KETCHIKAN (AP) -- Oral Freeman was at Alaska Outboard on Saturday, just as he'd been on many days since buying the shop in 1955.
But Saturday would be his last day talking with people and giving advice at the venerable Tongass Avenue location.
Freeman, a Ketchikan personality, politician and a driving force behind establishment of the Alaska Permanent Fund, died of heart failure later that day at the age of 85.
News of the six-term legislator's passing quickly spread through the state.
''Oral Freeman was one of my heroes,'' former Gov. Jay Hammond told the Ketchikan Daily News. ''His passage, in my view, leaves a great, smoking crater in the annals of Alaska history.''
Born Nov. 24, 1915, in Oklahoma, Freeman served in the U.S. Army before arriving in Alaska in 1945 with his wife, Fay, and sons, Charles.
He worked as a civilian machinist at Elmendorf Air Force Base and then came to Ketchikan in 1946, working here as a commercial fisherman and territorial highway patrolman.
His second son, James, was born in Ketchikan. In 1955, he bought Alaska Outboard Service and quickly became involved in local and state politics.
He was elected to the Ketchikan City Council in 1956 and to the First Alaska Legislature in 1959. Another term on the City Council followed, beginning in 1964, and he was elected as mayor in 1967.
His major accomplishment in three years as mayor was to pave all city streets, wrote Lew Williams Jr. in a brief biography of Freeman several years ago. Prior to his term, only the main thoroughfares had been paved.
Freeman was re-elected to the Alaska House of Representatives in 1972 and served there until 1982. During that time, he was a member of the House Finance Committee, from which Freeman pushed for the creation of the Permanent Fund that would preserve a portion of state oil revenues for future use.
He served on the special committee that wrote the legislation establishing the Alaska Permanent Fund Corp. Jim Kelly, the corporation's director of communications, said Freeman insisted that it be organized with a conservative investment strategy.
And it was Freeman who led the drive for the first major appropriations to the fund -- $900 million in 1980 and more than $1 billion in 1981.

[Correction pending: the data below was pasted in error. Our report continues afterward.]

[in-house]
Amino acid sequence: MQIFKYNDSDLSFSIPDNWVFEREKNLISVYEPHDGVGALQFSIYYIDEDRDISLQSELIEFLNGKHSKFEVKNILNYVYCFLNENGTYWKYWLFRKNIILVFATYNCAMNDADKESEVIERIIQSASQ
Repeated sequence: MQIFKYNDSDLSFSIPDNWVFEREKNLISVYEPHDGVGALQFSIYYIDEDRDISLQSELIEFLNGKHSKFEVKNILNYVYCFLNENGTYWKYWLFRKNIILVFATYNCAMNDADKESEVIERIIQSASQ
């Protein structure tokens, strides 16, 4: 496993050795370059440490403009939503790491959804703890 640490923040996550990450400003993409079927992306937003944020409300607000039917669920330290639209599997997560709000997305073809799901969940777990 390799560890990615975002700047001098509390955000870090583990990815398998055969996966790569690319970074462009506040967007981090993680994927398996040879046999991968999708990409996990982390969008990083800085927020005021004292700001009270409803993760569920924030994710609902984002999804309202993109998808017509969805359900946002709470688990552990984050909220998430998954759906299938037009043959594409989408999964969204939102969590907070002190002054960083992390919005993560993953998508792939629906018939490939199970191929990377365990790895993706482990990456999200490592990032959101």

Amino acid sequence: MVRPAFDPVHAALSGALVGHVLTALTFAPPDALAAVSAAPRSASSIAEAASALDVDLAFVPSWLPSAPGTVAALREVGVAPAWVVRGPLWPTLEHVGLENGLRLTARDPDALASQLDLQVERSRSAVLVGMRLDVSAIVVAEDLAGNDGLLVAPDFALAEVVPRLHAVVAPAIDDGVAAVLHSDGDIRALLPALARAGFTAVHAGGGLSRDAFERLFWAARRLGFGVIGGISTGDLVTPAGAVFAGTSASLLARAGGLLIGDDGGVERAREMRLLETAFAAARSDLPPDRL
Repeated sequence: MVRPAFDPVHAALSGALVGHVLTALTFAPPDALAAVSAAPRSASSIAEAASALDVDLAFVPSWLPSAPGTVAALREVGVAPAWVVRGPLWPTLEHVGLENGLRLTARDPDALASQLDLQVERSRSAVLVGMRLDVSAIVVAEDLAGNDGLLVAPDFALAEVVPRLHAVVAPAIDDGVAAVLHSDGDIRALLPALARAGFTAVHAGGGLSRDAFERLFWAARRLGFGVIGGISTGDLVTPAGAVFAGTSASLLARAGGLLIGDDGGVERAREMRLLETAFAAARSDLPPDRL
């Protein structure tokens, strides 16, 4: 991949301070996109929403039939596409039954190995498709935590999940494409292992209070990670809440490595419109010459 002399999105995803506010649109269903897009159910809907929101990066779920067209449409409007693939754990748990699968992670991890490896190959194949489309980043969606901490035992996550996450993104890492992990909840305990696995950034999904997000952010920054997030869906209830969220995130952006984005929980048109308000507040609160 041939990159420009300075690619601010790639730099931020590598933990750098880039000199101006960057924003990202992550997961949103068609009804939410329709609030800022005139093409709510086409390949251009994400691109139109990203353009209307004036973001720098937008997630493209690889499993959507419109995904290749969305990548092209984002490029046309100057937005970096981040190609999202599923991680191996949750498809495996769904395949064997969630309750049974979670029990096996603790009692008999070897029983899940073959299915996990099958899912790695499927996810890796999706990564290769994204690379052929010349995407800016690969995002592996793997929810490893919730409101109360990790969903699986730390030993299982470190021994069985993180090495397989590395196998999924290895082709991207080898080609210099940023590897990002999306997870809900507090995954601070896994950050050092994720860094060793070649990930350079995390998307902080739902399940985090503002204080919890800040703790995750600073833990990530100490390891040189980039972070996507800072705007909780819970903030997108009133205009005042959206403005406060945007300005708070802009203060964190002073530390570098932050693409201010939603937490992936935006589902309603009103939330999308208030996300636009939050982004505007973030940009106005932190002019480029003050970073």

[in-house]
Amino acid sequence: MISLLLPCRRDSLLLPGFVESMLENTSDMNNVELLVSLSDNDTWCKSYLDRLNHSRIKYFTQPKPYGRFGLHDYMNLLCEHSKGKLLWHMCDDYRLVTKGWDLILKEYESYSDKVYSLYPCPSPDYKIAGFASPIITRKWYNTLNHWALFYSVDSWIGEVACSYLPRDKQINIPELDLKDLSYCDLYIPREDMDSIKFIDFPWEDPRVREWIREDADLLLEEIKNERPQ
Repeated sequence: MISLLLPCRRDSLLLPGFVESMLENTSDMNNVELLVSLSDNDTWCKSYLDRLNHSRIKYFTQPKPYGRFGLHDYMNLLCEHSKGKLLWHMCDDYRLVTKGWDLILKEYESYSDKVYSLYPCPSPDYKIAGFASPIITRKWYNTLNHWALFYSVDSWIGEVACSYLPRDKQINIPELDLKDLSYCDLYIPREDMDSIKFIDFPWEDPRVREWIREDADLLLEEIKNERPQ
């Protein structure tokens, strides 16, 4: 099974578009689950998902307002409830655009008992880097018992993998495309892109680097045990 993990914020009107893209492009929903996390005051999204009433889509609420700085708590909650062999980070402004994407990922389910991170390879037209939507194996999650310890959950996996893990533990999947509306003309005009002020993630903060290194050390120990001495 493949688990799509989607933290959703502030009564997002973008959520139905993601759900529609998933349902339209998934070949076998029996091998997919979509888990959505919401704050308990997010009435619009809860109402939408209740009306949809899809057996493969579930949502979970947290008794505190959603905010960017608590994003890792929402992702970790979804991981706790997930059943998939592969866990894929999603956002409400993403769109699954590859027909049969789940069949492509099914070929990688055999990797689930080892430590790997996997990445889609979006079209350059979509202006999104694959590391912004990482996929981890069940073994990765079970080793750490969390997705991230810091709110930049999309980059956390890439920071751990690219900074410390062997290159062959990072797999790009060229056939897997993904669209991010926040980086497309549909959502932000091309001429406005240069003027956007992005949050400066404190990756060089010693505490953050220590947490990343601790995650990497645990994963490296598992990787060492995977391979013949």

''Those two appropriations, they really jump-started the fund,'' Kelly said.
Clark Gruening served with Freeman in the House during the mid-1970s. He said Monday that Freeman was a key figure in bulking up the permanent fund and making it what it is today.
''I have a lot of respect for Freeman and his work on a number of issues, including the Permanent Fund,'' Gruening said. ''He was a man of strong opinions and was never afraid of voicing them.''
Among Freeman's other achievements were his efforts to obtain funding for the state ferry Aurora, which serves southern Southeast Alaska, and funding for hydroelectric projects in Ketchikan, Petersburg, Wrangell and Sitka.
After Freeman left the Legislature, he continued to have a role with the Permanent Fund. Gov. Steve Cowper in 1986 appointed Freeman to the permanent fund board of trustees. However, when Freeman disagreed with Cowper on how to use Permanent Fund earnings, Cowper declined to reappoint him.
Gov. Walter Hickel did reappoint Freeman to the board in 1991.
''He was a great visionary for Alaska,'' Hickel said Monday. ''He had a good picture of where Alaska should go.''
Freeman served on the board until 1995.
Back in Ketchikan, just as he had for years when not away on state business, he could be found at Alaska Outboard.
''He always had time for people,'' said Chip Porter, a charter captain who has frequented the shop for years.
Freeman will be honored Saturday when the new airport ferry is named after him. The vessel will be christened at noon Saturday at the Ketchikan Shipyard.
Funeral services for Freeman are scheduled for 2 p.m. Thursday at the Church of Jesus Christ of Latter Day Saints in Ketchikan.
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